FOSTA-Newsletter issue no 1 in 2023

deutsche Version deutsch

Dear Sir or Madam,

Today we would like to draw your attention to upcoming events and seminars and inform you about newly published FOSTA final reports from the focal areas of mobility, construction as well as plant and mechanical engineering. You can find these and all other FOSTA reports in the store.

We wish you interesting reading.

Your FOSTA team


High interest in FOSTA conference "Hochfester Stahl im Stahl- und Anlagenbau".

On 16 and 17 May 2023, FOSTA organised the conference "Hochfester Stahl im Stahl- und Anlagenbau" at the Haus der Technik in Essen. The event, which was very well attended by around 150 participants, demonstrates the high level of interest in high-strength and ultra-high-strength steels and their enormous potential for new forms of lightweight construction, for efficiency increases in the use of materials and for new types of construction using steel as a material.

To the announcement in the journal stahl.

Information on the lecture programme of the event


05. und 06. September 2023
modularesBauen 2023

The great demand for exchange on the topic of modular construction among suppliers, customers and the scientific community is shown by the large attendance at the second modularesBAUEN event, which took place in Aachen in September 2022.
The approximately 170 visitors to the event found the relaxed but at the same time professional atmosphere to be the ideal platform for this innovation-laden industry.
As last year, the "modularesBAUEN 2023" congress fair will offer a first-class programme that rewards participation with recognised continuing education points.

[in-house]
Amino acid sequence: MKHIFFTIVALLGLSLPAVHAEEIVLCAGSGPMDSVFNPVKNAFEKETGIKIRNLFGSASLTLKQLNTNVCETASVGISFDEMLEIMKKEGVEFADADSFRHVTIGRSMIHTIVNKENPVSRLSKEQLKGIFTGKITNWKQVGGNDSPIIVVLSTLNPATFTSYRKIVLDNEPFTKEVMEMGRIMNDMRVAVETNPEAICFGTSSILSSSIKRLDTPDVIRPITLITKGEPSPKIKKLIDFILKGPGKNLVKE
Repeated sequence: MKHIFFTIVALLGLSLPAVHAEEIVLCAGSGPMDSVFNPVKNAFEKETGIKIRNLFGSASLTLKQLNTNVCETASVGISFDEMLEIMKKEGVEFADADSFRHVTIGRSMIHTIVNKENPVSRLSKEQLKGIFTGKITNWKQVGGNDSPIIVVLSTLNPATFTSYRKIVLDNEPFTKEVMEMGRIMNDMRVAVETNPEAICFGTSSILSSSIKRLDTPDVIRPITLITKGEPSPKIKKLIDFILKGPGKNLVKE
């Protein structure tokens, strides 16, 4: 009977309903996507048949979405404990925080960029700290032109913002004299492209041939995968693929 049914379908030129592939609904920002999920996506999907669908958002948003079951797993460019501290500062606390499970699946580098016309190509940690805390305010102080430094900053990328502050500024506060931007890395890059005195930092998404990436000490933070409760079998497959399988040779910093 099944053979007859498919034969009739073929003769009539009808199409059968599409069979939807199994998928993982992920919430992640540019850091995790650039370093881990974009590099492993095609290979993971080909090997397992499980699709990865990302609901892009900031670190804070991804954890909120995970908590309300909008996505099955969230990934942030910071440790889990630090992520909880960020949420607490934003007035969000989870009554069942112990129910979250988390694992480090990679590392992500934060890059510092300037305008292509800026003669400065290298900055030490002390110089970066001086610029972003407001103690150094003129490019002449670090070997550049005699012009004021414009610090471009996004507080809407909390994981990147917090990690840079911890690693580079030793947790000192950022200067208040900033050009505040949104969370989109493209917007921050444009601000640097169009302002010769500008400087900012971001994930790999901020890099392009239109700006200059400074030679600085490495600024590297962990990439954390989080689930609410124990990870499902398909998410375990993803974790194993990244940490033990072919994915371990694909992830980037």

Detailed information on the congress fair can be found on the following website.


04. und 05. October 2023
Dresdner Fügetechnisches Kolloquium 2023

The XI Dresden Colloquium on Joining Technology continues the long tradition of reporting on teaching and research as well as technology transfer in the field of joining technology and assembly.
You can expect lectures from science and industry on current findings in thermal, mechanical and adhesive manufacturing.
The evening programme offers a variety of opportunities for networking.

Detailed information on the colloquium can be found on the following website.


04. bis 06. December 2023
Grundlagen und Trends in der Werkstofftechnik von Stahl

The seminar, organised by the VDEh Steel Institute in cooperation with the Fachvereinigung Kaltwalzwerke e. V., will take place in Düsseldorf.
Trends in the materials technology of steel  Current and CO2-neutral process routes to steel  Crystal and real structures  Phase transformations in steels  Materials databases  Alloy and accompanying elements  Steel materials in additive manufacturing  Adjusting properties by heat treatment  Non-destructive testing of properties  Strength and toughness  Cold forming  Hot forming  Fatigue strength  Electromagnetic properties  Anthropogenic material cycles.

Detailed information on the seminar can be found on the following website.


30. und 31. January 2024
Korrosionsverhalten nichtrostender Stähle